So he has a huge challenge ahead of him, and he does this in a context where Johnson (and indeed the wide number of ministers leaving office last month) could become significant political thorns in his side. Johnson remains very popular amongst Conservative members, more so than the new prime minister, and it is therefore plausible that he may try to run again for the leadership in the future, especially if Sunak is perceived to "fail" by party members.

In the last century, four people have served second periods in Downing Street after losing an election. It absolutely cannot be ruled out that Johnson might be the fifth person to achieve this feat.

What makes Johnson's presence potentially potent is that he was turfed from Downing Street not by losing a national ballot. Instead, he was deposed in an internal party vote which may be regretted by increasing numbers of Conservative members if Sunak underwhelms in office.

For Johnson to have a serious shot at a comeback, it may also be necessary for a wider slice of Conservative MPs and the electorate as a whole to become less negative about his legacy from 2019 to 2022. For instance, an Ipsos survey released over the summer showed almost half the UK public thought he has done a bad job as prime minister, the worst rating of any post-war leader.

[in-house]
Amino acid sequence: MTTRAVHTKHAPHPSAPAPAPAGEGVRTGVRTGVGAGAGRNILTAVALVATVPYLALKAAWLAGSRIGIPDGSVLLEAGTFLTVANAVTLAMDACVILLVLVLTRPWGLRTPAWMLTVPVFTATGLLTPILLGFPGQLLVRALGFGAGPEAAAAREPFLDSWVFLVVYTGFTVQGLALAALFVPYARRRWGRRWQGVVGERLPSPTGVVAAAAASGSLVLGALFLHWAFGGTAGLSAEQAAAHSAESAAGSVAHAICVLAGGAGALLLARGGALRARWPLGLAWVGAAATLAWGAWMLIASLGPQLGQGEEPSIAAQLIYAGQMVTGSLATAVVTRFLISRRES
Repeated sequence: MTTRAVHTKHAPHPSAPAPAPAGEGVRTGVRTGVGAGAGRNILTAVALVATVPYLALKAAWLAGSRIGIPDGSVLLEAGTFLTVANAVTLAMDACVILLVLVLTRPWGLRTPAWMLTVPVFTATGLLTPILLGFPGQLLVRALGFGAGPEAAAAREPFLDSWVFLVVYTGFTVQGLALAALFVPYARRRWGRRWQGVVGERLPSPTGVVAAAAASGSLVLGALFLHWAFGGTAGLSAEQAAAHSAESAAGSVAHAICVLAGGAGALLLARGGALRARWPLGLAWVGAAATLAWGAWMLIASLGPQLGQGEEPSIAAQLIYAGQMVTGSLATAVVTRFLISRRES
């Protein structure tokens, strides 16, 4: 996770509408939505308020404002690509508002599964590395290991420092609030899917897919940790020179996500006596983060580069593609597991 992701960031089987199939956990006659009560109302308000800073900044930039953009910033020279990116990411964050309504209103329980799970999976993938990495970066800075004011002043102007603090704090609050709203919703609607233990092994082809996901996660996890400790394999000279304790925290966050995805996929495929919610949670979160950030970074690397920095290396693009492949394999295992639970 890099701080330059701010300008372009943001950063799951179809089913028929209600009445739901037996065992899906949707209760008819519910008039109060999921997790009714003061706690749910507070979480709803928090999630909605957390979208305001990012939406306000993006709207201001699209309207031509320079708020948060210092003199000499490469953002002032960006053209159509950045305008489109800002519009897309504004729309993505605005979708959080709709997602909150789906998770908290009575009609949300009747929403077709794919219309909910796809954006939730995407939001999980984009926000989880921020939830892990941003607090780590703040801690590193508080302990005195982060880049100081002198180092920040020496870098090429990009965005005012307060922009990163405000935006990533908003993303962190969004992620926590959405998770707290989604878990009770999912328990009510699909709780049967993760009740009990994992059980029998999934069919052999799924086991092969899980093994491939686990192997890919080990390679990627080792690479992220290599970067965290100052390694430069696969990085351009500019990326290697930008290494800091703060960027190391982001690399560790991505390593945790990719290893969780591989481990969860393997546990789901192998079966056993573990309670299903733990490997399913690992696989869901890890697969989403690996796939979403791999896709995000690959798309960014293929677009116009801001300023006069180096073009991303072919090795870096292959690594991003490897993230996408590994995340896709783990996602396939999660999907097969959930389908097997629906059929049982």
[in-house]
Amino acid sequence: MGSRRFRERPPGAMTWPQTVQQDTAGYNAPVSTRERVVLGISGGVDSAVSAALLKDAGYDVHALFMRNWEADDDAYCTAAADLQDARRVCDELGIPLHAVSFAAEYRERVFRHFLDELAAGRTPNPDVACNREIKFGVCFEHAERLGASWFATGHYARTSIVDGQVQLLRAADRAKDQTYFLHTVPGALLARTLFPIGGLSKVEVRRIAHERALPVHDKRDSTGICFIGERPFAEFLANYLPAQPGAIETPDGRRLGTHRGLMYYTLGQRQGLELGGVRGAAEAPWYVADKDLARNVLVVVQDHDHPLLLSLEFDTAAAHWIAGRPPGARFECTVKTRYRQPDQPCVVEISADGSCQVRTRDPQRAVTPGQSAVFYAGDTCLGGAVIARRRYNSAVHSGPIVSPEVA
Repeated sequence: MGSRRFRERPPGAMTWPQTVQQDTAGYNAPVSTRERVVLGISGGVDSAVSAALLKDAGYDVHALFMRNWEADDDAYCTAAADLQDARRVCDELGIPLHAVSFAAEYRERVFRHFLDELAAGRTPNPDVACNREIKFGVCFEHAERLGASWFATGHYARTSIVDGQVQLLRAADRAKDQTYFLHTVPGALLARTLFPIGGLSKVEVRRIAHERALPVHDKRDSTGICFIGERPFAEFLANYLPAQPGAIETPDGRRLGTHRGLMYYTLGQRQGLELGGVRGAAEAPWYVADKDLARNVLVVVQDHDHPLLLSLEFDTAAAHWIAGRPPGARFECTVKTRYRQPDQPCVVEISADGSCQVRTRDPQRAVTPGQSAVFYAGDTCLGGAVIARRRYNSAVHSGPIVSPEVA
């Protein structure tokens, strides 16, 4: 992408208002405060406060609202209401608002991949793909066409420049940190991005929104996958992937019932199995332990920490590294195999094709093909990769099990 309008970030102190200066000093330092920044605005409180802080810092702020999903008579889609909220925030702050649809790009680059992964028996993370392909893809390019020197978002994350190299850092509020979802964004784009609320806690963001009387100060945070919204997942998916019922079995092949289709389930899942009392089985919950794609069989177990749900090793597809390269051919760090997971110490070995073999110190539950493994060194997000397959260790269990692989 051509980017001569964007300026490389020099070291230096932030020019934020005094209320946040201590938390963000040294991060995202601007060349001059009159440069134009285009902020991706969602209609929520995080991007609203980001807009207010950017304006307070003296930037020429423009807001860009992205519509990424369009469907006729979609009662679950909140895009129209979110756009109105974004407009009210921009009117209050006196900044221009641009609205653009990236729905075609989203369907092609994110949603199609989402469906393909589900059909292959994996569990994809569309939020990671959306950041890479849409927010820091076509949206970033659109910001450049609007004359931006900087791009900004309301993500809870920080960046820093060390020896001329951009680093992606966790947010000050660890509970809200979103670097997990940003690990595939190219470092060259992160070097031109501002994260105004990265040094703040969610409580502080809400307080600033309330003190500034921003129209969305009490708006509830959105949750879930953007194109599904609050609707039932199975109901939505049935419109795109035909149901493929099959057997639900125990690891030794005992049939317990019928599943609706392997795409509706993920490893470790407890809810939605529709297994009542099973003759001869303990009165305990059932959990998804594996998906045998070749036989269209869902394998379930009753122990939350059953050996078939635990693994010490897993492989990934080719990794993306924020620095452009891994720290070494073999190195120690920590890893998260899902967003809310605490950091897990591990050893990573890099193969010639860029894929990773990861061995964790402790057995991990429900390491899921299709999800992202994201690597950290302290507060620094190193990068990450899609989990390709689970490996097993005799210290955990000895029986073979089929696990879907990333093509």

Taken together, this is why Sunak's prime ministerial inheritance is so potentially politically poisonous for him. He has framed his future success through the lens of the party's 2019 win, and this could yet come back to haunt him, with Johnson potentially becoming a key critic.

Andrew Hammond is an Associate at LSE IDEAS at the London School of Economics.


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Conservatives look beyond Sunak government

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28.11.2022
By Andrew Hammond

New U.K. Prime Minister Rishi Sunak celebrated the end of his first month in office this week, yet many of his fellow Conservative MPs are already looking beyond his period of office to the next leader and the future direction of the party.

To be sure, Sunak has not had the disastrous start to his term of office that Liz Truss did. Nevertheless, he has already had one resignation from his top team in the form of Cabinet Office minister Sir Gavin Williamson, while two others are "on the rocks": Deputy Prime Minister Dominic Raab and Home Secretary Suella Braverman.

While it is by no means sure that Labour will win a big majority at the next election, the odds are growing that the party will emerge with the largest number of MPs in Westminster next time. This is encouraging a growing number of Conservative MPs to begin to announce their retirement from politics, while others think ahead to being back in opposition for the first time since 2010.

At this early stage, it is highly unclear which direction the Conservatives will move in, but the odds are high that ex-prime minister Boris Johnson will play a significant role in the party's future. While Johnson failed to become prime minister for a second time last........